Image: Toshiji Fukuda's once in a lifetime photograph of an endangered Amur tiger walking on the snow covered seashore of Primore, Russia - one of the highlights of Wild Photos 2013
April 21. The Wildscreen Photography Festival, better known as WildPhotos, Britain's biggest and best wildlife photography festival, has been axed due to a lack of funding and sponsorship. In a statement released today by the Bristol-based charity, Wildscreen said it could no longer subsidise the losses incurred by running the world-class event.
In the media statement, Wildscreen says: "Over the past nine years the Wildscreen Photography Festival – formerly WildPhotos – has built a reputation as the must-attend event in the wildlife photography calendar. Despite the event’s undoubted support, the cost base for delivering this world-class event has always been high and, as a charity, Wildscreen cannot subsidise any losses. It is therefore with great sadness that we must inform you that the event will not take place in 2015."
In its place, Wildscreen says that from 2016 it will "integrate photography into the Wildscreen Festival programme in Bristol and so continue to provide a platform for wildlife photographers to present their work and share knowledge."
The news of the demise of Wild Photos will disappoint and anger many in the international wildlife photography, who flocked to London every October for the event and the Wildlife Photographer of the Year awards, which usually preceded it. Wild Photos brought together the world’s very best wildlife and conservation photographers for a packed programme of inspirational presentations and imagery, and was a unique opportunity for the community of photographers, industry experts and budding enthusiasts to discuss their work, learn and grow as photographers and promote positive action to protect our natural world.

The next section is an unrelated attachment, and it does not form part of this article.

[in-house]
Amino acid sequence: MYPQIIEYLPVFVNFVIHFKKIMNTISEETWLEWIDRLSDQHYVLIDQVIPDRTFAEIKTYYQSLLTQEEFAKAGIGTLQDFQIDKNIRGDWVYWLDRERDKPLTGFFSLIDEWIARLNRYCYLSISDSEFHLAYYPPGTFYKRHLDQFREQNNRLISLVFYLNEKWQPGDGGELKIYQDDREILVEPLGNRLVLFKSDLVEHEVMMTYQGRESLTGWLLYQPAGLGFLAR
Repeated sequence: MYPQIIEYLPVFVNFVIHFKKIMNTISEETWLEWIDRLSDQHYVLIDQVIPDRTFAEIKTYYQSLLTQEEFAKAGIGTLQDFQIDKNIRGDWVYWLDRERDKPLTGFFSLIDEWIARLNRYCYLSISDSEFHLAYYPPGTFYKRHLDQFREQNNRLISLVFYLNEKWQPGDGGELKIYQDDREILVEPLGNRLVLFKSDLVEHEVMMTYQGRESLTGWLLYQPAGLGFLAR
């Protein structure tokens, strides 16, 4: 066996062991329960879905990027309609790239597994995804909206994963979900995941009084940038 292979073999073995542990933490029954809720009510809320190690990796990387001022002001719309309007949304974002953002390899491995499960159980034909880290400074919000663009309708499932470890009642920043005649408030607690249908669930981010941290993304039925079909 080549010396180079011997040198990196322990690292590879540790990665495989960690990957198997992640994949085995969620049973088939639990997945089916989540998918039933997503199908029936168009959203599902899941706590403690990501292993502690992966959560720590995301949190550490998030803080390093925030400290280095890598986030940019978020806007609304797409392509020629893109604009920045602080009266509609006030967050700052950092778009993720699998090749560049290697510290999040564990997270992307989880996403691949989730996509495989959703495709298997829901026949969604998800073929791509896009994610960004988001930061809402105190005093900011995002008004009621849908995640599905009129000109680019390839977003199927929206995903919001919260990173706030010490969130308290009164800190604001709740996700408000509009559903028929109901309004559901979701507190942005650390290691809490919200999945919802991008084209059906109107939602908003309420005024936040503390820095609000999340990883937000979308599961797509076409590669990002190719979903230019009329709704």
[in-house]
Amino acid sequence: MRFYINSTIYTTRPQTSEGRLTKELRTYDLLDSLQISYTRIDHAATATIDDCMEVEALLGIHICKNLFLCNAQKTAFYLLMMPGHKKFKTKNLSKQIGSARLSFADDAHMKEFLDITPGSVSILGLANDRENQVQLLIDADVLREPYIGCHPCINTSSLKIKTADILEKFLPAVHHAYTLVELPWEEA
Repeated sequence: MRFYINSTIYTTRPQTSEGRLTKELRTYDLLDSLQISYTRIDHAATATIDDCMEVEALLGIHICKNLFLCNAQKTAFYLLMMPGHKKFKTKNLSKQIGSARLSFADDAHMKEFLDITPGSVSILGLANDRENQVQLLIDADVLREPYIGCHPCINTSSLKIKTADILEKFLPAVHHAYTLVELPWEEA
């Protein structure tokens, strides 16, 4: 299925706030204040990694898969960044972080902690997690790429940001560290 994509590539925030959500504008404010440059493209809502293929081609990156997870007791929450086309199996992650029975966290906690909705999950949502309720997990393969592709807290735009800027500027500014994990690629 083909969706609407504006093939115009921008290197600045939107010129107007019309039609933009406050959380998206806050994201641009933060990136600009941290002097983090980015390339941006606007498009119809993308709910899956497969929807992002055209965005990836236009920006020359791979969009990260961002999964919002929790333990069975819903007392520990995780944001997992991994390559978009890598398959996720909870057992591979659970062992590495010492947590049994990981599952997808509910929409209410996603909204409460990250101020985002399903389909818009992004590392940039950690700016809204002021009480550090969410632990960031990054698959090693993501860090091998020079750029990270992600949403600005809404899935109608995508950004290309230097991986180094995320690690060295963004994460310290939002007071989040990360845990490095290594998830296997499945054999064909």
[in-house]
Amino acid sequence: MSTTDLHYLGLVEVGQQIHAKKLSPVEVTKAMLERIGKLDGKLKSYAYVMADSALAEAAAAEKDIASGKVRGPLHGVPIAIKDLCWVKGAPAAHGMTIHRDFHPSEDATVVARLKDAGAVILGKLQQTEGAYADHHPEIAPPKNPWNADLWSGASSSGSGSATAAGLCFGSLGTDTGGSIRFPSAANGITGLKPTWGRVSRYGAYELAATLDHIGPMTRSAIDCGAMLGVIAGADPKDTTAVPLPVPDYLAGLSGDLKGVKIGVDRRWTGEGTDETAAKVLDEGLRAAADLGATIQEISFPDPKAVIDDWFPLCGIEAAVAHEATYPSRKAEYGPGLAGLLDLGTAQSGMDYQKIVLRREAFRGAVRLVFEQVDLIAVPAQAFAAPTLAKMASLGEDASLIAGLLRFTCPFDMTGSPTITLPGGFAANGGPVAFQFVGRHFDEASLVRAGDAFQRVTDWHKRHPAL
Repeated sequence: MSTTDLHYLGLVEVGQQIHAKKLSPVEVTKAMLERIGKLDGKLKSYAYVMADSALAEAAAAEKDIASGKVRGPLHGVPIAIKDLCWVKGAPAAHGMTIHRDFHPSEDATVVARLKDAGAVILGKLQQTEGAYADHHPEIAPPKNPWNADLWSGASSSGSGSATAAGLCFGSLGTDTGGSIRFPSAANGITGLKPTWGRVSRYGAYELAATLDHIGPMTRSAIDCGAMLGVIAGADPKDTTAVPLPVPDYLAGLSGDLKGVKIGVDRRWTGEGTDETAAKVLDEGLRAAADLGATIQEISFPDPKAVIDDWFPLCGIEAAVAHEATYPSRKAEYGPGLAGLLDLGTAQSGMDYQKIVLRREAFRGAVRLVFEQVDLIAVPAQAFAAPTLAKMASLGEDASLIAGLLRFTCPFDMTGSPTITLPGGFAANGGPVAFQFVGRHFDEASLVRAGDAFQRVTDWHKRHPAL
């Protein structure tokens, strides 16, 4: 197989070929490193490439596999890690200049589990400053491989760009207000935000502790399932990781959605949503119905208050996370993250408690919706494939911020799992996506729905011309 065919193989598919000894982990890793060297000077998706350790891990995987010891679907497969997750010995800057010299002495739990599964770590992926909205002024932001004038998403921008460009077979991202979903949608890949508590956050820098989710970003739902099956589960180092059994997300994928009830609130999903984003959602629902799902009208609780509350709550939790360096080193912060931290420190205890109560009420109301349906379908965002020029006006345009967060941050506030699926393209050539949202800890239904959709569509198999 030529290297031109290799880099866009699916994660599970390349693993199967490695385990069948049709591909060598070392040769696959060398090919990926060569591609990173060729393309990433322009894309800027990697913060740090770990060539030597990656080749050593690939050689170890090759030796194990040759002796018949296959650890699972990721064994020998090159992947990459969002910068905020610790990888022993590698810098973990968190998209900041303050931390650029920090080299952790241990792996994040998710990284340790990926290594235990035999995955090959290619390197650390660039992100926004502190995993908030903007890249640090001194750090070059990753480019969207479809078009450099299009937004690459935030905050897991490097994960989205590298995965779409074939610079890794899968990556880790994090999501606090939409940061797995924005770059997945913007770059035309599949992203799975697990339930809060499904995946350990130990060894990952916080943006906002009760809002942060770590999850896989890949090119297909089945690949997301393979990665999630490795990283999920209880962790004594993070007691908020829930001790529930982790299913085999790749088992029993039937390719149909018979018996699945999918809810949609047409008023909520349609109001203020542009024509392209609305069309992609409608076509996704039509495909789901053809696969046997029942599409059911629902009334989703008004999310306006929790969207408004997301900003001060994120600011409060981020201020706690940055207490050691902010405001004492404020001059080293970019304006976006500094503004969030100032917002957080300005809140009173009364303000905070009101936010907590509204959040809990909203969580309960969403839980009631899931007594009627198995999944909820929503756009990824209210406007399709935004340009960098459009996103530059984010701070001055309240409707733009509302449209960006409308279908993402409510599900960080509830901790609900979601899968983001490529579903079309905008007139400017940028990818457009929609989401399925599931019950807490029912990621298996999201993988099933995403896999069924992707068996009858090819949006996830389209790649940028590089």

The organisers added: "We are most grateful to our sponsors for their support over the years; our media partners for the publicity the event has enjoyed; Roz Kidman Cox, for her creative vision in producing the programme, and Mark Carwardine and Chris Packham for their skill in compèring it; the photographers and experts that have shared their work and knowledge with the audience; and we would like to thank all those who have attended over the years, some of whom travelled many miles to be a part of this fantastic event. We hope to see you at Wildscreen Festival in Bristol next year."